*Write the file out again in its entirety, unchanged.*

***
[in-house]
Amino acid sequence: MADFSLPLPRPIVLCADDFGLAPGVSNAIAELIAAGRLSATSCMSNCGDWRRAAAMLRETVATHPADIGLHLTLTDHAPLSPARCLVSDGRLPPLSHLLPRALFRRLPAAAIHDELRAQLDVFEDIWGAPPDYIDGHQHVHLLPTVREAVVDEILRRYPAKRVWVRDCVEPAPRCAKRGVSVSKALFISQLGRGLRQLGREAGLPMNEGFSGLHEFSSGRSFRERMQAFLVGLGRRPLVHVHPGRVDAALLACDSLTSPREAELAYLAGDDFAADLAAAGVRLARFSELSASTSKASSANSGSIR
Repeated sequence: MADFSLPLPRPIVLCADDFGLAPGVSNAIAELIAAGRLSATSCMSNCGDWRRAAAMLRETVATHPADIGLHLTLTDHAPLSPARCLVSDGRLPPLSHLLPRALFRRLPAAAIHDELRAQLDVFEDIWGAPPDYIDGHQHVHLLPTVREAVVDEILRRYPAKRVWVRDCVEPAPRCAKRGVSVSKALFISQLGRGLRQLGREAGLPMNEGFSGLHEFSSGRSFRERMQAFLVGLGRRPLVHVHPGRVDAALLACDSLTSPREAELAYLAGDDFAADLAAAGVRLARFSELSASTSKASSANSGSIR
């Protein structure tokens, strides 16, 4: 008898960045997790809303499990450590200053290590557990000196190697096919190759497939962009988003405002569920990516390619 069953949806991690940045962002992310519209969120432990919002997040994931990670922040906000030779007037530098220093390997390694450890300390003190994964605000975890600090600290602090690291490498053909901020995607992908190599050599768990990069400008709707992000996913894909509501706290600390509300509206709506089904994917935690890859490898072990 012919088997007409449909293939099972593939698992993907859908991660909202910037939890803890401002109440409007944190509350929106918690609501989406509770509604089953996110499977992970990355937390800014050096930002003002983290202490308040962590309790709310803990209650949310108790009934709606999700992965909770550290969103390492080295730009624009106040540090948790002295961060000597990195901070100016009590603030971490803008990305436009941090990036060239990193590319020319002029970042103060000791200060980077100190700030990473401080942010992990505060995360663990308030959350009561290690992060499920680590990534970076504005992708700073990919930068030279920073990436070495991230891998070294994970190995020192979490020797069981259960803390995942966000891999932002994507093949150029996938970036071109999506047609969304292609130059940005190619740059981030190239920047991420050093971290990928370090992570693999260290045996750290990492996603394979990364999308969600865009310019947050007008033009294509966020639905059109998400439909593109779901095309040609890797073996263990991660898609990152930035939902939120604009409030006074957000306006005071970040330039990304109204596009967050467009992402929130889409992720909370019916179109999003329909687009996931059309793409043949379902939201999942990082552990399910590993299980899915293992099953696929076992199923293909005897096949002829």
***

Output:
[in-house]
Amino acid sequence: MADFSLPLPRPIVLCADDFGLAPGVSNAIAELIAAGRLSATSCMSNCGDWRRAAAMLRETVATHPADIGLHLTLTDHAPLSPARCLVSDGRLPPLSHLLPRALFRRLPAAAIHDELRAQLDVFEDIWGAPPDYIDGHQHVHLLPTVREAVVDEILRRYPAKRVWVRDCVEPAPRCAKRGVSVSKALFISQLGRGLRQLGREAGLPMNEGFSGLHEFSSGRSFRERMQAFLVGLGRRPLVHVHPGRVDAALLACDSLTSPREAELAYLAGDDFAADLAAAGVRLARFSELSASTSKASSANSGSIR
Repeated sequence: MADFSLPLPRPIVLCADDFGLAPGVSNAIAELIAAGRLSATSCMSNCGDWRRAAAMLRETVATHPADIGLHLTLTDHAPLSPARCLVSDGRLPPLSHLLPRALFRRLPAAAIHDELRAQLDVFEDIWGAPPDYIDGHQHVHLLPTVREAVVDEILRRYPAKRVWVRDCVEPAPRCAKRGVSVSKALFISQLGRGLRQLGREAGLPMNEGFSGLHEFSSGRSFRERMQAFLVGLGRRPLVHVHPGRVDAALLACDSLTSPREAELAYLAGDDFAADLAAAGVRLARFSELSASTSKASSANSGSIR
């Protein structure tokens, strides 16, 4: 008898960045997790809303499990450590200053290590557990000196190697096919190759497939962009988003405002569920990516390619 069953949806991690940045962002992310519209969120432990919002997040994931990670922040906000030779007037530098220093390997390694450890300390003190994964605000975890600090600290602090690291490498053909901020995607992908190599050599768990990069400008709707992000996913894909509501706290600390509300509206709506089904994917935690890859490898072990 012919088997007409449909293939099972593939698992993907859908991660909202910037939890803890401002109440409007944190509350929106918690609501989406509770509604089953996110499977992970990355937390800014050096930002003002983290202490308040962590309790709310803990209650949310108790009934709606999700992965909770550290969103390492080295730009624009106040540090948790002295961060000597990195901070100016009590603030971490803008990305436009941090990036060239990193590319020319002029970042103060000791200060980077100190700030990473401080942010992990505060995360663990308030959350009561290690992060499920680590990534970076504005992708700073990919930068030279920073990436070495991230891998070294994970190995020192979490020797069981259960803390995942966000891999932002994507093949150029996938970036071109999506047609969304292609130059940005190619740059981030190239920047991420050093971290990928370090992570693999260290045996750290990492996603394979990364999308969600865009310019947050007008033009294509966020639905059109998400439909593109779901095309040609890797073996263990991660898609990152930035939902939120604009409030006074957000306006005071970040330039990304109204596009967050467009992402929130889409992720909370019916179109999003329909687009996931059309793409043949379902939201999942990082552990399910590993299980899915293992099953696929076992199923293909005897096949002829």